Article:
Type 2 Diabetes Phase 3 Research Study

Type 2 Diabetes Phase 3 Research Study

  [device] Refer your high-risk cardiovascular patients for study participation today!   An innovative approach to delivering treatment that does not require needles or pills. ITCA 650 (exenatide in DUROS® device) is an investigational drug product that is being developed for the treatment of Type 2 Diabetes. ITCA 650 is a match stick sized titanium cylinder placed just under the skin in the abdomen where it slowly delivers a continuous and consistent subcutaneous infusion of exenatide for up to six months. Participants must:  – be at least 40 years of age – be diagnosed with Type 2 Diabetes for at least 3 months – have a history of coronary, cerebrovascular, or peripheral artery disease Participants will receive: – the investigational product   (active treatment or placebo) – all study-related care at no cost For additional details, contact Intarcia today! Via phone at: 1-855-936-2555 Or e-mail: FREEDOMCVOStudy@intarcia.com [/device] [notdevice]   Refer your high-risk cardiovascular patients for study participation today!   An innovative approach to delivering treatment that does not require needles or pills. ITCA 650 (exenatide in DUROS® device) is an investigational drug product that is being developed for the treatment of Type 2 Diabetes. ITCA 650 is a match stick sized titanium cylinder placed just under the skin in the abdomen where it slowly delivers a continuous and consistent subcutaneous infusion of exenatide for up to six months. Participants must:  – be at least 40 years of age – be diagnosed with Type 2 Diabetes for at least 3 months – have a history of coronary, cerebrovascular, or peripheral artery disease Participants will receive: – the investigational product   (active treatment or placebo)...
Follow Up

Follow Up

It was a routine Friday night trauma shift, and the team was gathering for what sounded like a TINO—Trauma In Name Only; a rollover MVA with a single driver who self extricated and was walking around at the scene slightly confused but with no obvious signs of injury. I was sitting at the x-ray computer station when the tech came up and said, “Excuse me Doc. I need to log on.” I stood and he caught sight of my face. “Oh, hi Dr. Davis,” he said smiling. “I hoped you’d be on for my first shift. I just started here 2 weeks ago, and this is my first time on nights.” I smiled back, puzzled. He seemed to know me, but I couldn’t place him. He wasn’t one of the regular techs, and I didn’t remember seeing him at the other hospital where I work. His name tag read ‘Larry’, but that didn’t ring any bells. He nodded and said, “I didn’t think you’d recognize me. Ten years ago, when I was sixteen you operated on me and took out half my liver.” It came back to me then. He was a good foot taller and at least 30 pounds heavier, but now that he’d reminded me I knew him. “It’s called Damage Control Surgery. The concept is based on the Navy doctrine of Damage Control on combat ships.”   That night, 10 years earlier, he’d been brought in after being hit by a car while skateboarding. He was in shock and going downhill fast. We loaded him with volume, packed red blood cells, saline and later, plasma. This...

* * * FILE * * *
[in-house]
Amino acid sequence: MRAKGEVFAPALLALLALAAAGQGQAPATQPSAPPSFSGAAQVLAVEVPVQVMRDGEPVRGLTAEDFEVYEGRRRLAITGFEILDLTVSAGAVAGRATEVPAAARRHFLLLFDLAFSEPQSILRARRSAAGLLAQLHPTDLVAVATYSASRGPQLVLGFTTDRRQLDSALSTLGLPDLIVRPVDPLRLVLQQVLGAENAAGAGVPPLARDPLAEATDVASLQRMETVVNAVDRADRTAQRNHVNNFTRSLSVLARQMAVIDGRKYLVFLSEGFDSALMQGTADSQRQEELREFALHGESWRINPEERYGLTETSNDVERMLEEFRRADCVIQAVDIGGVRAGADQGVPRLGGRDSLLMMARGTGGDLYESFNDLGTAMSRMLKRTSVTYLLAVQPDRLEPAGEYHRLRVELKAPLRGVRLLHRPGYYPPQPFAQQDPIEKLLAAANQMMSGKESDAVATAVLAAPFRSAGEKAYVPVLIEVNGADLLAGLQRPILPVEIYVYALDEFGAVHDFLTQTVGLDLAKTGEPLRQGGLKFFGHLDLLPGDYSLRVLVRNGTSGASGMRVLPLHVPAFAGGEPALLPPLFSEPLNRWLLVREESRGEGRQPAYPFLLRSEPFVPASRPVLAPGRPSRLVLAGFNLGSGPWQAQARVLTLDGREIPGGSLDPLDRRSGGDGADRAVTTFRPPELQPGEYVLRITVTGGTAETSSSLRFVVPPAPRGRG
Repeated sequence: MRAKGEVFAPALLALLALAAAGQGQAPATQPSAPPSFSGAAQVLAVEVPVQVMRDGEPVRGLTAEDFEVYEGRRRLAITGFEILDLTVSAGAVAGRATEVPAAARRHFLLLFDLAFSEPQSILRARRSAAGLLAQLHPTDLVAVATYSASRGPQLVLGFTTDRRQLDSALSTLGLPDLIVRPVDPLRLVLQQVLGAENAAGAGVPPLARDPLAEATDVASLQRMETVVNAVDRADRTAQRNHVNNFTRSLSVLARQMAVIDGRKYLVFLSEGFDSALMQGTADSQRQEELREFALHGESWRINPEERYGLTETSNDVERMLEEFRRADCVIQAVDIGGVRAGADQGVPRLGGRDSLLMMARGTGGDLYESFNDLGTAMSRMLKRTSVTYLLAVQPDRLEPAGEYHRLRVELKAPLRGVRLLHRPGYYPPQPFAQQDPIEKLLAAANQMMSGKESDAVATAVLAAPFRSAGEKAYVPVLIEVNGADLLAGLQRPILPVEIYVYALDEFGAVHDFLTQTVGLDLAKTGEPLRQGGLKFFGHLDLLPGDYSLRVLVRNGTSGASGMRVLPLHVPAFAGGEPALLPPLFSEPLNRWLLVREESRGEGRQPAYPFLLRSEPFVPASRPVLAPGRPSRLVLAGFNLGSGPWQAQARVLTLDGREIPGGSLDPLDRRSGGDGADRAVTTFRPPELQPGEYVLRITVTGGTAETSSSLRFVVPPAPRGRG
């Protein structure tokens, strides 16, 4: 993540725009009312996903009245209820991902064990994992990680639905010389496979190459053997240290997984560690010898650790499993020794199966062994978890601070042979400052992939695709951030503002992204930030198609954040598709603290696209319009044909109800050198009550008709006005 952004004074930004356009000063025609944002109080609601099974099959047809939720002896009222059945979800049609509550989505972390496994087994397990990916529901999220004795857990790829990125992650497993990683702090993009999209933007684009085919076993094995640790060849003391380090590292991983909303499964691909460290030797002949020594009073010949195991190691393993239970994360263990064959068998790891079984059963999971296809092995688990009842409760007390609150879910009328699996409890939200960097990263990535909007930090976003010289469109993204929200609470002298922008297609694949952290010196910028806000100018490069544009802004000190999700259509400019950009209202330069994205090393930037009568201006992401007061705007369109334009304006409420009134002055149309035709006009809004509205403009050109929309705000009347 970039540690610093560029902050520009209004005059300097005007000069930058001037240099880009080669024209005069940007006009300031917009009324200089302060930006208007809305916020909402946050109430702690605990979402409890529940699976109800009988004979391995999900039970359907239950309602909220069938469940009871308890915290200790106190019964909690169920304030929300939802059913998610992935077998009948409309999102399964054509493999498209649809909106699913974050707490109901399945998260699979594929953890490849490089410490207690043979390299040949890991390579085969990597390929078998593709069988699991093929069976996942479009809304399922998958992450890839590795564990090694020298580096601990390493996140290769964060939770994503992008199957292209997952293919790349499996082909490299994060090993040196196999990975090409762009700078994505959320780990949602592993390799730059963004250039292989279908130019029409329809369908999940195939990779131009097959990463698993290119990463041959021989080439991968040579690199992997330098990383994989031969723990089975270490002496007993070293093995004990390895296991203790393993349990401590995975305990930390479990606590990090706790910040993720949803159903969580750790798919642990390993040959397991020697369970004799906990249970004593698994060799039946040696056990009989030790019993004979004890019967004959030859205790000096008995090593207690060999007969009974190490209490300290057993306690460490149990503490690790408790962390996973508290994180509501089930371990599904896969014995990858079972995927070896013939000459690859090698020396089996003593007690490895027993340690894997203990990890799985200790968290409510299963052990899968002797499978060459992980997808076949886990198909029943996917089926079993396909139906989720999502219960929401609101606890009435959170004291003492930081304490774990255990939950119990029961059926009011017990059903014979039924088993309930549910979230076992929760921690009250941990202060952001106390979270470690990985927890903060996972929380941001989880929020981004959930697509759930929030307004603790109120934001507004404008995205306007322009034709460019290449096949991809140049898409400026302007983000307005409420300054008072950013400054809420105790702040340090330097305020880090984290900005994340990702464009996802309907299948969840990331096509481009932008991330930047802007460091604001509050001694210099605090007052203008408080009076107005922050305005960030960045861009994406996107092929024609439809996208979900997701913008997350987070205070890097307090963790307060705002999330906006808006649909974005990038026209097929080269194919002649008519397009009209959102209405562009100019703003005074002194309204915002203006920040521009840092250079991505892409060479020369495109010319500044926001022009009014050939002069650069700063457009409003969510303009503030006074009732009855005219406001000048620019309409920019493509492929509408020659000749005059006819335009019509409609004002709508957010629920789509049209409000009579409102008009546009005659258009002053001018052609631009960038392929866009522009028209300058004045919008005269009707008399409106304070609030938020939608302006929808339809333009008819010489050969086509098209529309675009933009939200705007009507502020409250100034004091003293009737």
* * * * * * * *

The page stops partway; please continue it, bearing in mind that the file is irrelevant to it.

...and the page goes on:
ASNC 2014: Detecting Coronary Angiography With Cardiac PET

The Particulars: Myocardial perfusion imaging (MPI) using cardiac positron emission tomography (PET) is increasingly being used to evaluate patients with suspected or known coronary artery disease (CAD). Whether cardiac PET is an effective gatekeeper to the cardiac catheterization laboratory has not been well defined. Data Breakdown: Researchers who started a perfusion cardiac PET service conducted a study to determine the impact of this service on the rate of normal coronary angiography. Prior to starting the service, the rate of obstructive CAD on angiography was 70.6%, compared with a rate of 73.0% observed among all comers after the service was initiated. The rate of obstructive disease was 81.5% among patients who underwent angiography after cardiac PET, compared with a rate of 72.0% among those who underwent coronary angiography without a preceding cardiac PET. Take Home Pearl: The yield of coronary angiography appears to be significantly higher in patients who undergo cardiac PET prior to coronary...